There’s a few amusing lines from Spidey in the episode, especially the show of him washing the windows as the window cleaners refused to work due to The Vultureman roaming the city and disposing of the contents of his bucket over the villains face with a cracking “For a lovelier you” one liner. Spider-Man eventually defeated The Vulture by scrambling the circuits in his helmet that he used to control the birds. After retrieving both one million dollar bills (that’s right, Vultureman demanded two $1 million dollar bill notes) and returning them to Jameson everything was returned back to status quo for the next episode to start (which was Captured By J. Jonah Jameson, for those interested in such trivial matters).

The Vulture was actually one of the show’s more prominent villains and would appear an additional three times (which I believe is a record for this show).

As Jameson goes to investigate why the clocktower was telling the wrong time, he discovers that The Vulture is actually using the tower as his base of his operations and is captured.

Jameson: I think I’ve solved the mystery of the penthouse robberies!
Vultureman: That’s too bad, for you!
Jameson: Do you realise who you’re talking to?!
Vultureman: Not the J. Jonah Jameson?
Jameson: In person! And I can’t waste time here, I’ve got to show up for the testing of the new miniature rocket this morning.
Vultureman: Tell me more, Mr. Jameson…
This goes on as Jameson keep blabbering his mouth about stuff he really shouldn’t be (bare in mind, in this show, the city seems to revolve around him)

In this second appearance, he desires a rocket to help him fly.

No, I don’t know why either, being that he can already defy gravity.

This goes on and on until Jameson eventually jams the clocks and Peter and Betty notice things aren’t as they seem over at the clocktower and Spider-Man heads over to investigate and see The Vulture. No fight here, Spider-Man just webs him up and demands a “Please” from Jameson before releasing him. Classic stuff.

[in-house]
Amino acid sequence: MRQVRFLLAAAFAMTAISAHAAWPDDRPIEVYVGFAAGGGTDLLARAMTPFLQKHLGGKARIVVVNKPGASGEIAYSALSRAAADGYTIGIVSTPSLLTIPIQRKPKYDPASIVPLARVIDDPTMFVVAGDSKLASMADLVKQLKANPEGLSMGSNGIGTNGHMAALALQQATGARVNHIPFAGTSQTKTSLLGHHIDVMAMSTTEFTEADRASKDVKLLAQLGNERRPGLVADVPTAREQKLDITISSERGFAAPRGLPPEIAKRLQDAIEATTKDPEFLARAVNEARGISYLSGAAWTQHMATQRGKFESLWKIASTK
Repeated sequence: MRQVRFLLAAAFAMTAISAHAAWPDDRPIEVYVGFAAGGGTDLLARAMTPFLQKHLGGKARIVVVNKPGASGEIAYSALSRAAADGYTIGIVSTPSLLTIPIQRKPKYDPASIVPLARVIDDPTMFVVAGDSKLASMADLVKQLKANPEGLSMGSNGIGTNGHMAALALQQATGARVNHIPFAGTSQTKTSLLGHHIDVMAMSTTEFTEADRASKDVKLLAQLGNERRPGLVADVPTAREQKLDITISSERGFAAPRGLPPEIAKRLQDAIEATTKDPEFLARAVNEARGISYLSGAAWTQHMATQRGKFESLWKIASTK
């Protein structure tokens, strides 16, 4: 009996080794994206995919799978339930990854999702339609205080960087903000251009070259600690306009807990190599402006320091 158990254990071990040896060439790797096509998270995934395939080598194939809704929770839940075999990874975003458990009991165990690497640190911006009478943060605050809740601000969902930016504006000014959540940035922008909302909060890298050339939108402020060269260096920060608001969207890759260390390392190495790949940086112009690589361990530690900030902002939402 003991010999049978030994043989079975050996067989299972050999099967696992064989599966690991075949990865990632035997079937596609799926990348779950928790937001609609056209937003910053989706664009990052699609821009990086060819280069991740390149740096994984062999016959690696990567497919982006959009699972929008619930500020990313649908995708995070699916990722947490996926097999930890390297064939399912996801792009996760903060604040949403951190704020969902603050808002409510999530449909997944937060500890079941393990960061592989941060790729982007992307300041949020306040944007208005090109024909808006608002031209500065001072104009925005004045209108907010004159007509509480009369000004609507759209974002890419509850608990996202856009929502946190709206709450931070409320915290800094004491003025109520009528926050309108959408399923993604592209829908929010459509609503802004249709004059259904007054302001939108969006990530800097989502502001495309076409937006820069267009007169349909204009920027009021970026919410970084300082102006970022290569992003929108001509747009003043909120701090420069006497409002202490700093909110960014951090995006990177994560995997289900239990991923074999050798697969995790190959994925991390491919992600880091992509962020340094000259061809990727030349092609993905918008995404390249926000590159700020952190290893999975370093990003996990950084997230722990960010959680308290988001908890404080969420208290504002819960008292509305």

The Vulture’s next appearance in the show would probably be my favourite episode of the show’s run if I weren’t so shamelessly biased towards Mysterio.

Dr. Noah Body (brilliant!) springs, The Green Goblin, Electro and Vultureman in hopes of creating a disturbing double-duo to vanquish the wall crawler once and for all. The episode is one of the show’s funniest as the villains continuously attempt to outwit each other and demand that they finally be the one to kill Spider-Man (much akin to Amazing Spider-Man Annual #1, the debut of The Sinister Six). Spider-Man eventually bests the four of them with a ventriloquist performance that make Batman circa Read My Lips envious. It’s shameless fun, which is a lot more than be said for Vulture’s last appearance in the show.

As season two came along, everything that was good in the show besides the casting was replaced. I’m not sure how you manage to make the show look cheaper than it already did but the show looked like it was put together and animated by children. The stories were mostly original and didn’t bother following or even recognising the comics as Spider-Man mainly battled green skinned villains from other worlds. They did use a few unoriginal ideas a few times in the show’s third season though, by literally splicing together scenes from previous episodes to create a ‘new’ one for cost cutting reasons. They’re all terrible – think of a clip show but one without any actual merit.

So out went the 67 show and it’s average adaptation of The Vulture. Would the 80’s fair better?